(Translation: Soggy Zucchini)
My Grandma Smothers was famous for making this delicacy which she sometimes paired with Chicken Cacciatore—a fancy little dish you learned about a few weeks ago.
The secret to Calabacitas was to cook the crap out of the zucchini until it turned to mush. I wasn’t a huge fan of Grandma Smother’s dinners, but man could she bake. I wish I could share her Molasses Cookies recipe with you, but then I’d have to kill you. That secret recipe doesn’t leave the family, but if you’re lucky, I might make them for you at Christmastime and you will tell me that there is no way I actually created these scrumptious, amazingly perfect round gems.
When we were kids, Grandma would make a boat-load of Molasses Cookies for all the grandkids. We all looked frantically under the Christmas tree for our very own Folgers coffee can containing our ration. And don’t even get me started on her Apple Crisp. However, her dinners were another thing.
At Grandma and Grandpa’s place in Oroville it was so hot in the summertime, you were happy to go indoors to eat dinner–whatever it was. Their mobile home park had a pool, but we usually stayed in the screened-in porch playing exciting games like “Sit on the Stairs.” There were bees outside which would send us flailing and screaming back into the shelter of the screened-in porch and its safe Astroturf floor covering. Inside, their mobile home was so narrow I could practically reach both arms out and touch either side of the kitchen at eight years old. I still remember sitting at their tiny dining room table watching my sweet but stern Grandma work that stove. I also remember sitting at that table and sticking a house key in the electrical outlet for the first and last time in my life.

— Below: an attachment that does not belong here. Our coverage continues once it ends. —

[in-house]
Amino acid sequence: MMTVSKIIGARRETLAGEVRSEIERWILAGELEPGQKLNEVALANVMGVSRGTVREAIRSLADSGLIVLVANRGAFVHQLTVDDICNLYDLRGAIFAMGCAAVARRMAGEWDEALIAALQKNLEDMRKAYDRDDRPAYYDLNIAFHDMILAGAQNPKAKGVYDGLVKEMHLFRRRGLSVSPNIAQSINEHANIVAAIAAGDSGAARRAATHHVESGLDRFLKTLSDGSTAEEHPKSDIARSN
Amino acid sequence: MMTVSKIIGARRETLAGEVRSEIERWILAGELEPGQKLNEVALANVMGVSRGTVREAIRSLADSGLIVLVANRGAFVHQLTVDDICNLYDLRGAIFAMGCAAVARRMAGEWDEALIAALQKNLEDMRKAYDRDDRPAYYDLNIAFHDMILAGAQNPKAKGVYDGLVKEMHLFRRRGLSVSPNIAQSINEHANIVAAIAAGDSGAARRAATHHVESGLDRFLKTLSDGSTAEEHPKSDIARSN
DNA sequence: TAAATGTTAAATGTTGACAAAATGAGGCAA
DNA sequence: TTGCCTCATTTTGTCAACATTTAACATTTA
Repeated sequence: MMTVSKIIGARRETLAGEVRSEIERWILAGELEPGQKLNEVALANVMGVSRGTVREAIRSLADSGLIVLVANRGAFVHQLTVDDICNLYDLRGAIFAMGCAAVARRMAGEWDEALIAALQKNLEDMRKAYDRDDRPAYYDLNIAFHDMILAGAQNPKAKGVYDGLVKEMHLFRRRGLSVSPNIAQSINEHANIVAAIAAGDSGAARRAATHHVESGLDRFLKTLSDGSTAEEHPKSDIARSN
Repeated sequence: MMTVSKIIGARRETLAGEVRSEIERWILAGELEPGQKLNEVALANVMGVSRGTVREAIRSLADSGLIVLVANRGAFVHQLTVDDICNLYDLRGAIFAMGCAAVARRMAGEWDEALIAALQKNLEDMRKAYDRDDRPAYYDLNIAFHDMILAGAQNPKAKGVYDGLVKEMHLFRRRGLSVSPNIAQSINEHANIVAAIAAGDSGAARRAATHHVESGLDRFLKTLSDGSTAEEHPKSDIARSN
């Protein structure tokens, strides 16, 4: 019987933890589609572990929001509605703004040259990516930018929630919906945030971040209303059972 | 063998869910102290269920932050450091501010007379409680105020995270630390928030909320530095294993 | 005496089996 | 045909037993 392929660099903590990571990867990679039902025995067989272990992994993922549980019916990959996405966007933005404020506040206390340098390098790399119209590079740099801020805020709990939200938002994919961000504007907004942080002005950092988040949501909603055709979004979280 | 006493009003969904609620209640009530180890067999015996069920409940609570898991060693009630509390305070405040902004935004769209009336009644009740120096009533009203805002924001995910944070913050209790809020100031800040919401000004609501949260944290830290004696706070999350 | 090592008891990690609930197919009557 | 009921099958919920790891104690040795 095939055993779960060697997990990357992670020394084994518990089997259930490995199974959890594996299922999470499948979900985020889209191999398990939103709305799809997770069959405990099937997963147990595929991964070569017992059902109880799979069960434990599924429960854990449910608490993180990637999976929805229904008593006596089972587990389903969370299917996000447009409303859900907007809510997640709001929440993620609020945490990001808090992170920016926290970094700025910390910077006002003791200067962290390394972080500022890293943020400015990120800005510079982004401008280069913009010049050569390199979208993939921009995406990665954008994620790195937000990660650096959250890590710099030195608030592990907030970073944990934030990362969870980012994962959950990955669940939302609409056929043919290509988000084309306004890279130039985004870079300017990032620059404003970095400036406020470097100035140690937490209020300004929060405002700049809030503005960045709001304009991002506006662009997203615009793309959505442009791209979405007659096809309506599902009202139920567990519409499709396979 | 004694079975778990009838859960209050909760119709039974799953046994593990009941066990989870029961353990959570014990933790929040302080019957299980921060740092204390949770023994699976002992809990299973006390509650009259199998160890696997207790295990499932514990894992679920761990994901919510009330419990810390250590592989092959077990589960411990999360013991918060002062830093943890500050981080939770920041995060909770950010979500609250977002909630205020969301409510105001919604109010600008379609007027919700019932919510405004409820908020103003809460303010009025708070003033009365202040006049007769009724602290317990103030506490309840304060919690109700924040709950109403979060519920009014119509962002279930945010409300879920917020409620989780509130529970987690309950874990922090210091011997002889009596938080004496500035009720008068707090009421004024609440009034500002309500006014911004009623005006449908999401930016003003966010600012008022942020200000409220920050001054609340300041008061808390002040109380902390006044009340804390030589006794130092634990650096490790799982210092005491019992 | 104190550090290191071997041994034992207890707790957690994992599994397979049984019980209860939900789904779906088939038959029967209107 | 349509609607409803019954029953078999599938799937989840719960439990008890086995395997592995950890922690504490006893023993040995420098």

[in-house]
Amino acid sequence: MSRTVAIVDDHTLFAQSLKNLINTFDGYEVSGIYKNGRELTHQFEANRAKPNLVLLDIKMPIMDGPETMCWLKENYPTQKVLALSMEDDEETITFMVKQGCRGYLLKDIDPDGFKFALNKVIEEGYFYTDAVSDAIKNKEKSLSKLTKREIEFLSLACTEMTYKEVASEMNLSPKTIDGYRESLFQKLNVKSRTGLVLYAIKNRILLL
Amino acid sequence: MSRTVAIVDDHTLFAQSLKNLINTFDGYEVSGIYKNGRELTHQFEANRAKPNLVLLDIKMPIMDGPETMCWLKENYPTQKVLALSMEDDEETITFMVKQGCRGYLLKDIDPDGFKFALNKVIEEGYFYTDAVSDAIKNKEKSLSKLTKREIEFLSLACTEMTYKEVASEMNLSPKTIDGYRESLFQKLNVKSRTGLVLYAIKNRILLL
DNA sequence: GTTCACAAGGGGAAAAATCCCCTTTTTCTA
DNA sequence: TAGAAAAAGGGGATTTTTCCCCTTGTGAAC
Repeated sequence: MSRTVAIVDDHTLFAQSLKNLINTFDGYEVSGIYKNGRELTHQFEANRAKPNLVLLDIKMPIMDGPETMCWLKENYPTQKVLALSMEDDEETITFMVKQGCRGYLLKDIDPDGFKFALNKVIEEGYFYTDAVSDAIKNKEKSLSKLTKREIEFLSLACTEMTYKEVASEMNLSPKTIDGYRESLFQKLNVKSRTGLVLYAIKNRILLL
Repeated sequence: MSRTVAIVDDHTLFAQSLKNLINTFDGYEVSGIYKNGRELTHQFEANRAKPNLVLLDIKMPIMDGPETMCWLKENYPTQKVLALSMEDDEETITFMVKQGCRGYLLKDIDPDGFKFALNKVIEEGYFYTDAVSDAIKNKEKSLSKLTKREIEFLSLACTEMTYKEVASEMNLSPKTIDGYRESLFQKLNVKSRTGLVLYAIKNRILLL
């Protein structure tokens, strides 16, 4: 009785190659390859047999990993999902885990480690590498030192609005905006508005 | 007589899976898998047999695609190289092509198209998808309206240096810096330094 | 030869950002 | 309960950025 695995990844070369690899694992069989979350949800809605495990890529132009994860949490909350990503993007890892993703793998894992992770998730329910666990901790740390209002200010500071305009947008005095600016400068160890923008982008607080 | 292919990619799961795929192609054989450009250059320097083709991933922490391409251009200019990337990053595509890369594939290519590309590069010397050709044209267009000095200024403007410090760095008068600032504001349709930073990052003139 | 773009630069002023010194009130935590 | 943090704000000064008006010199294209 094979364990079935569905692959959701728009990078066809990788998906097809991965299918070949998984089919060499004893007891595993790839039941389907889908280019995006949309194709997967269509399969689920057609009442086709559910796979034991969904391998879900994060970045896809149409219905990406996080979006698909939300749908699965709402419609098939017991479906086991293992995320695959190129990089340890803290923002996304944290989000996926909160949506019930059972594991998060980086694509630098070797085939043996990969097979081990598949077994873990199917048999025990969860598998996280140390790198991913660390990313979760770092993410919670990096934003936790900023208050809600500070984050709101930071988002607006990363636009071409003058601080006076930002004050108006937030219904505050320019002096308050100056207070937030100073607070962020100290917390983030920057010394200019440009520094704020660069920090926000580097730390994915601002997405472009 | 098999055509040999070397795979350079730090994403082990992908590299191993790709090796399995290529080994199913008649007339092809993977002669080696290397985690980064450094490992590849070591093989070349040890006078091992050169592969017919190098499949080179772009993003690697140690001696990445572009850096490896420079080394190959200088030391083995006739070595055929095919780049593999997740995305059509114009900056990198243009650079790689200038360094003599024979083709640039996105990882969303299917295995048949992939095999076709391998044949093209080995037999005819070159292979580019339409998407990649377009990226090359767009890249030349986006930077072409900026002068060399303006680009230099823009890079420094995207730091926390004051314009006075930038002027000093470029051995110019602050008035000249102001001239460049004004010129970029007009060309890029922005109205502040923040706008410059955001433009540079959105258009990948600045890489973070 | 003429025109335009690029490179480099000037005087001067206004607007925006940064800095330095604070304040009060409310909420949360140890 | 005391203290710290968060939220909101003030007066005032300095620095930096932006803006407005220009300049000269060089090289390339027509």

Grandma Smothers was full-blooded German and usually cooked dishes with sauerkraut or cabbage or some other colorless thing in them. And that’s what her refrigerator always smelled like…cold, leftover cabbage. But she indulged in this fancy Mexican recipe when entertaining the family, and then my Mom in turn made it. And I in turn never make it.
6 large zucchini, or that one insanely overgrown zucchini that has taken over your garden
¼ cup of minced onion (or, you can cut up a real onion to make it fancy)
1 clove of garlic
3 small cans of tomato sauce
3 thick slices of Velveeta Cheese
4 strips of bacon
1 red bell pepper
Fry bacon until almost crispy. While the bacon is frying, chop the zucchini, garlic and bell pepper (and the onion if of the fancy variety). Set the bacon aside; slap kids’ hands when they try to grab a piece. In a large skillet, cook the zucchini, onion, bell pepper and garlic in the leftover bacon grease for about 15 minutes. Add tomato sauce and bacon strips. Simmer on low for about one hour, or, what the hell, all day. About five minutes before serving, remove the bacon. No, I don’t know why. Add cheese and stir until melted. Serve with straws.